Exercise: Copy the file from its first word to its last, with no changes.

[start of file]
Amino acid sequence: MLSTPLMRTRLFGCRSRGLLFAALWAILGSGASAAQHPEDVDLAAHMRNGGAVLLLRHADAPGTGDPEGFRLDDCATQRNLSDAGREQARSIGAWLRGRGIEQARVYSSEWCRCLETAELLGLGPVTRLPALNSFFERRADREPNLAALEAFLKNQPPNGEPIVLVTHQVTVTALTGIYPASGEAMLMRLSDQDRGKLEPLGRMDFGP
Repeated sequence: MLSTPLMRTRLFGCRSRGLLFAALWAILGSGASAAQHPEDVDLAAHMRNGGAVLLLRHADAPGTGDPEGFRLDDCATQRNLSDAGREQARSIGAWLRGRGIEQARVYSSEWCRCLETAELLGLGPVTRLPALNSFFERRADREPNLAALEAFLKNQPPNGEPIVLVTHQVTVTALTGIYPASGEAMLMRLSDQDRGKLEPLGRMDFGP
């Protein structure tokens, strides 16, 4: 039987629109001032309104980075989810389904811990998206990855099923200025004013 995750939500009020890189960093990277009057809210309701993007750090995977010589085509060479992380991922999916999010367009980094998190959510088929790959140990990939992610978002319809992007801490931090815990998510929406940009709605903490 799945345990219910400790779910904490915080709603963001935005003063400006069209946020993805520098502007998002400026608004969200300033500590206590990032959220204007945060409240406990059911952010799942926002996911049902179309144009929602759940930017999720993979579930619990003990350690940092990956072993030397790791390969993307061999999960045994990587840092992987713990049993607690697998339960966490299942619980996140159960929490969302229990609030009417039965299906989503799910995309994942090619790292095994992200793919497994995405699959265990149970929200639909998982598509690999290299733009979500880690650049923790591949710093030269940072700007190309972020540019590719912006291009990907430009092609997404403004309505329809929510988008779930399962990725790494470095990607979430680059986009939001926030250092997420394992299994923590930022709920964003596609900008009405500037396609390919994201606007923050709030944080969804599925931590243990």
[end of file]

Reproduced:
Amino acid sequence: MLSTPLMRTRLFGCRSRGLLFAALWAILGSGASAAQHPEDVDLAAHMRNGGAVLLLRHADAPGTGDPEGFRLDDCATQRNLSDAGREQARSIGAWLRGRGIEQARVYSSEWCRCLETAELLGLGPVTRLPALNSFFERRADREPNLAALEAFLKNQPPNGEPIVLVTHQVTVTALTGIYPASGEAMLMRLSDQDRGKLEPLGRMDFGP
Repeated sequence: MLSTPLMRTRLFGCRSRGLLFAALWAILGSGASAAQHPEDVDLAAHMRNGGAVLLLRHADAPGTGDPEGFRLDDCATQRNLSDAGREQARSIGAWLRGRGIEQARVYSSEWCRCLETAELLGLGPVTRLPALNSFFERRADREPNLAALEAFLKNQPPNGEPIVLVTHQVTVTALTGIYPASGEAMLMRLSDQDRGKLEPLGRMDFGP
């Protein structure tokens, strides 16, 4: 039987629109001032309104980075989810389904811990998206990855099923200025004013 995750939500009020890189960093990277009057809210309701993007750090995977010589085509060479992380991922999916999010367009980094998190959510088929790959140990990939992610978002319809992007801490931090815990998510929406940009709605903490 799945345990219910400790779910904490915080709603963001935005003063400006069209946020993805520098502007998002400026608004969200300033500590206590990032959220204007945060409240406990059911952010799942926002996911049902179309144009929602759940930017999720993979579930619990003990350690940092990956072993030397790791390969993307061999999960045994990587840092992987713990049993607690697998339960966490299942619980996140159960929490969302229990609030009417039965299906989503799910995309994942090619790292095994992200793919497994995405699959265990149970929200639909998982598509690999290299733009979500880690650049923790591949710093030269940072700007190309972020540019590719912006291009990907430009092609997404403004309505329809929510988008779930399962990725790494470095990607979430680059986009939001926030250092997420394992299994923590930022709920964003596609900008009405500037396609390919994201606007923050709030944080969804599925931590243990």